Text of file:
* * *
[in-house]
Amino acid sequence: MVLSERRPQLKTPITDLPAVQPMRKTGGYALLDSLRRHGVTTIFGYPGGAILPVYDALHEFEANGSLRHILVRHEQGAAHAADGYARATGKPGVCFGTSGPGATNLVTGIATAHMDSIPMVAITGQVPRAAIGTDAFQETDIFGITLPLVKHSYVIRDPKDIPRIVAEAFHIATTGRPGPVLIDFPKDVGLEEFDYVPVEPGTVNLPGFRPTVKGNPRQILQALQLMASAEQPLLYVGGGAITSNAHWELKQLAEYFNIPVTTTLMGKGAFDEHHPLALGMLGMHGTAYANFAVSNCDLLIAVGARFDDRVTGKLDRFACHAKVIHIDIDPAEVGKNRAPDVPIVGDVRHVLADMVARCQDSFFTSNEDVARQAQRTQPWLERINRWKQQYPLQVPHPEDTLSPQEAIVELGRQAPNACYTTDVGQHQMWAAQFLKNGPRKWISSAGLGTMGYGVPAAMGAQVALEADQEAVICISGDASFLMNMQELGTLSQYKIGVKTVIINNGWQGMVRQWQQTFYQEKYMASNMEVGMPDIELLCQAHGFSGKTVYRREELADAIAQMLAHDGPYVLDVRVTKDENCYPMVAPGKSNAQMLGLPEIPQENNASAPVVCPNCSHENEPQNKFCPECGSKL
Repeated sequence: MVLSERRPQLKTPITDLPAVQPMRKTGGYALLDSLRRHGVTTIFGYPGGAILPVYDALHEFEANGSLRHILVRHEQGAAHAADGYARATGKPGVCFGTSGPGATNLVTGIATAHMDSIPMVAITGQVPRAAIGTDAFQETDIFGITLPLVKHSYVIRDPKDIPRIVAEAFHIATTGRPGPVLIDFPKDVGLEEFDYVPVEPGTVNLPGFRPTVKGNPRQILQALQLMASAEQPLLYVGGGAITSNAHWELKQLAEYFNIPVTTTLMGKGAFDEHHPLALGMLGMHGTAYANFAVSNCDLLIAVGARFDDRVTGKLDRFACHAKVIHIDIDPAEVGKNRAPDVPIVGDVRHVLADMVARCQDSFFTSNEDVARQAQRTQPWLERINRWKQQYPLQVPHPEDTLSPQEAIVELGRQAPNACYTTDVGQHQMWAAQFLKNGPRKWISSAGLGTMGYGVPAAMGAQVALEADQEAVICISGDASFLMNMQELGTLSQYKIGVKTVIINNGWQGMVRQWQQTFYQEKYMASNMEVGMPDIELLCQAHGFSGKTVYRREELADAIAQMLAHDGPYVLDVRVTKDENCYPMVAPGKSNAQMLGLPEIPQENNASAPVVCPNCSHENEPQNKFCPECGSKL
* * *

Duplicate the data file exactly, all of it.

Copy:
[in-house]
Amino acid sequence: MVLSERRPQLKTPITDLPAVQPMRKTGGYALLDSLRRHGVTTIFGYPGGAILPVYDALHEFEANGSLRHILVRHEQGAAHAADGYARATGKPGVCFGTSGPGATNLVTGIATAHMDSIPMVAITGQVPRAAIGTDAFQETDIFGITLPLVKHSYVIRDPKDIPRIVAEAFHIATTGRPGPVLIDFPKDVGLEEFDYVPVEPGTVNLPGFRPTVKGNPRQILQALQLMASAEQPLLYVGGGAITSNAHWELKQLAEYFNIPVTTTLMGKGAFDEHHPLALGMLGMHGTAYANFAVSNCDLLIAVGARFDDRVTGKLDRFACHAKVIHIDIDPAEVGKNRAPDVPIVGDVRHVLADMVARCQDSFFTSNEDVARQAQRTQPWLERINRWKQQYPLQVPHPEDTLSPQEAIVELGRQAPNACYTTDVGQHQMWAAQFLKNGPRKWISSAGLGTMGYGVPAAMGAQVALEADQEAVICISGDASFLMNMQELGTLSQYKIGVKTVIINNGWQGMVRQWQQTFYQEKYMASNMEVGMPDIELLCQAHGFSGKTVYRREELADAIAQMLAHDGPYVLDVRVTKDENCYPMVAPGKSNAQMLGLPEIPQENNASAPVVCPNCSHENEPQNKFCPECGSKL
Repeated sequence: MVLSERRPQLKTPITDLPAVQPMRKTGGYALLDSLRRHGVTTIFGYPGGAILPVYDALHEFEANGSLRHILVRHEQGAAHAADGYARATGKPGVCFGTSGPGATNLVTGIATAHMDSIPMVAITGQVPRAAIGTDAFQETDIFGITLPLVKHSYVIRDPKDIPRIVAEAFHIATTGRPGPVLIDFPKDVGLEEFDYVPVEPGTVNLPGFRPTVKGNPRQILQALQLMASAEQPLLYVGGGAITSNAHWELKQLAEYFNIPVTTTLMGKGAFDEHHPLALGMLGMHGTAYANFAVSNCDLLIAVGARFDDRVTGKLDRFACHAKVIHIDIDPAEVGKNRAPDVPIVGDVRHVLADMVARCQDSFFTSNEDVARQAQRTQPWLERINRWKQQYPLQVPHPEDTLSPQEAIVELGRQAPNACYTTDVGQHQMWAAQFLKNGPRKWISSAGLGTMGYGVPAAMGAQVALEADQEAVICISGDASFLMNMQELGTLSQYKIGVKTVIINNGWQGMVRQWQQTFYQEKYMASNMEVGMPDIELLCQAHGFSGKTVYRREELADAIAQMLAHDGPYVLDVRVTKDENCYPMVAPGKSNAQMLGLPEIPQENNASAPVVCPNCSHENEPQNKFCPECGSKL